Oppo BDP-93 Blu-ray Player
Oppo Ups the Ante
The Blu-ray format has seen its fair share of changes since its introduction in 2006. Its initial launch included players with base playback functionality and poisonously slow boot-up and disc-loading times. Then came BonusView-enabled players, which added a minimum 256 megabytes of local storage with secondary audio and video decoders for picture-in-picture. Next were the BD-Live-capable players. These required an Internet connection via Ethernet or Wi-Fi and a minimum of 1 gigabyte of local storage (sometimes purchased separately), which allowed access to mostly useless online content. After the wild success of Avatar, the studios have jumped into 3D with both feet. Blu-ray 3D players now support a maximum data rate of 72 megabits per second (up from 48 Mbps in previous generations), include HDMI 1.4, and of course, these players support 3D video, 3D menus, and 3D subtitles.
Based in Mountain View, California, Oppo has gained quite a reputation in the enthusiast community for delivering superior product performance, first-rate customer service, and tremendous value. Its first Blu-ray player, the BDP-83, has been firmly entrenched in our Home Theater Top Picks section since its introduction in 2009. It was the first standalone player to rival the well-regarded Sony PlayStation 3 in terms of speed, and it surpassed the game system in many areas such as DVD upconversion and its ability to play DVD-Audio discs and SACDs.
Oppo isn’t the first manufacturer to release a Blu-ray 3D player, but given its reputation for quality products, a lot of early adopters have been eagerly awaiting its first foray into the 3D realm. Has it been worth the wait? Read on and see.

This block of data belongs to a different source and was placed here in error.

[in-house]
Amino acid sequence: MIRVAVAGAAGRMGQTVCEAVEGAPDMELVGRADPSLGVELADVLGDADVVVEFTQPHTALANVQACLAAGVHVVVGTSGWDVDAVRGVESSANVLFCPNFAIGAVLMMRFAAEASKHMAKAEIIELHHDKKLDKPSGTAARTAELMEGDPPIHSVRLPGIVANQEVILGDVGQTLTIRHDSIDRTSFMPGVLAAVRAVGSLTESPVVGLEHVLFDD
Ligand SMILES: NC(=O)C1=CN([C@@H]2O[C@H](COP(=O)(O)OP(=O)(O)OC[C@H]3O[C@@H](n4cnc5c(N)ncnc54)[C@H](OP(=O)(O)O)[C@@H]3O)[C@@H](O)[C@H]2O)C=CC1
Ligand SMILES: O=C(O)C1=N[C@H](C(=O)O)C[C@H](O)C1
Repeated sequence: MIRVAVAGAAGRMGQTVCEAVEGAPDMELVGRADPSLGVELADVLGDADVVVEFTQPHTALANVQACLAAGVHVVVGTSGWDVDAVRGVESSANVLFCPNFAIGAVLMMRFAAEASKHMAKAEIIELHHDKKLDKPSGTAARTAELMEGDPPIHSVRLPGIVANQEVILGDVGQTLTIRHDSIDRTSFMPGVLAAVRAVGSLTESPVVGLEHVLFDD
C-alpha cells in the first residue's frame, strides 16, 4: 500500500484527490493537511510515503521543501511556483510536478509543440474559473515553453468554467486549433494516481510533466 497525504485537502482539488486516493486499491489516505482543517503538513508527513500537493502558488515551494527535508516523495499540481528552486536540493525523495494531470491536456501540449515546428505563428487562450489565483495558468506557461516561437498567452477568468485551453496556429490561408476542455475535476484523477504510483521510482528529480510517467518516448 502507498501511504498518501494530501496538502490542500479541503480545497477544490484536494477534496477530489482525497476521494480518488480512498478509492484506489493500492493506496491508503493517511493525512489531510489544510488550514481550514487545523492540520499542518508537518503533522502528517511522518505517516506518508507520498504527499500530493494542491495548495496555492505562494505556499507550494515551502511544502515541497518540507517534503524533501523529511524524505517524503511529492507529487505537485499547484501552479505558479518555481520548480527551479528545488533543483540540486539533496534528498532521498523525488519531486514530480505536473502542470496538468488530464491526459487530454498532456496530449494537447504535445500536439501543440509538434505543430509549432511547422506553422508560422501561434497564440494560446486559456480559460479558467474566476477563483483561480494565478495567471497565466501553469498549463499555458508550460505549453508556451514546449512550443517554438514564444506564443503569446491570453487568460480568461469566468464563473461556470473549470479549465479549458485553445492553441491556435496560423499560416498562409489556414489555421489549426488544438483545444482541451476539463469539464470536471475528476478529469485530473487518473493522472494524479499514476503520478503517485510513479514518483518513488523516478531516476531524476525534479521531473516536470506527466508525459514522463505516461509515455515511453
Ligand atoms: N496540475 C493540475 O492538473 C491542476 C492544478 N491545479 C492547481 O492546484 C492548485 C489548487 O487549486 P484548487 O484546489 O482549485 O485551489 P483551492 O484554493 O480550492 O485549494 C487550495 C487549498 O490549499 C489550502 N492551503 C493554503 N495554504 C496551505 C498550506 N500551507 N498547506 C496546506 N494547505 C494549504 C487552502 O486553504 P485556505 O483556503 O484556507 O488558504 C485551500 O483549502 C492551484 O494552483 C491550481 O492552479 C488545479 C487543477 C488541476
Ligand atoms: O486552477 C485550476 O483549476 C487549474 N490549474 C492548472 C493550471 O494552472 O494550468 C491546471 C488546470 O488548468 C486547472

The BDP-93 makes a great first impression, starting with the outstanding packaging. Since the player is only available online, it’s highly protected from the rigors of shipping. Inside the box, you’ll find the player securely wrapped in a reusable carrying bag along with a sturdy secondary box that houses the detachable power cord, HDMI cable, composite cables, remote, and Wi-Fi dongle. The build quality is fantastic, from its solid 10.8-pound weight to the gold plating on its analog connections.
The player sports a classy-looking black anodized aluminum front panel with a hidden USB input and flush-mounted transport buttons and navigation controls. I always felt that the disc mechanism in Oppo’s BDP-83 was flimsy, but that’s not the case here. The BDP-93 sports a custom-developed tray from Japan. This tray opens smoother, and it reduces the vibration that the Blu-ray laser pickup’s high spinning speed can cause.
The rear panel contains an Ethernet port and two HDMI 1.4a outputs. Why two, you ask? If you own a sparkling new 3D display but a legacy A/V receiver that lacks 3D support, the dual HDMI outputs let you run an HDMI cable directly to your display for 3D playback. You can use a separate cable from the other HDMI output to your AVR for audio. Other video outputs include component and composite video. On the audio side are 7.1-channel analog, coaxial, and TosLink outputs. Finally, there’s an RS-232 input, an eSATA connection for an external hard drive, an IR input, and a second USB port for additional external storage or to attach the included 802.11n Wi-Fi dongle.
The BDP-93 can decode Dolby TrueHD and DTS-HD Master Audio to PCM for output to an AVR or surround processor over HDMI. If your rig doesn’t include HDMI, the Oppo’s Cirrus Logic CS4382 digital-to-analog chip can decode and output the lossless audio from its 7.1-channel analog outputs. If you use a newer AVR or surround processor with onboard decoding, the player can send the raw bitstreams over HDMI sans the secondary audio from BonusView discs or the clicks and beeps in the menus.